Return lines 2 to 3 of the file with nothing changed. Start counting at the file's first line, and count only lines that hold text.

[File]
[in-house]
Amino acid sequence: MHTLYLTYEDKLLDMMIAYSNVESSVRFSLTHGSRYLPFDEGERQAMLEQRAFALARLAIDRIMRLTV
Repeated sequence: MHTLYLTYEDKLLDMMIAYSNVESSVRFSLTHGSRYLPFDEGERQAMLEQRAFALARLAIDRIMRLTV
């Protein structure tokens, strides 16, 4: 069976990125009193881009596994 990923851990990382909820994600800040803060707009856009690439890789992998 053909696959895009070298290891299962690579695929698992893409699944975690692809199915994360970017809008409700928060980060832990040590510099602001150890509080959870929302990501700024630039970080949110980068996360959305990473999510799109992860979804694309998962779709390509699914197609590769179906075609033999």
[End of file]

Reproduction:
Amino acid sequence: MHTLYLTYEDKLLDMMIAYSNVESSVRFSLTHGSRYLPFDEGERQAMLEQRAFALARLAIDRIMRLTV
Repeated sequence: MHTLYLTYEDKLLDMMIAYSNVESSVRFSLTHGSRYLPFDEGERQAMLEQRAFALARLAIDRIMRLTV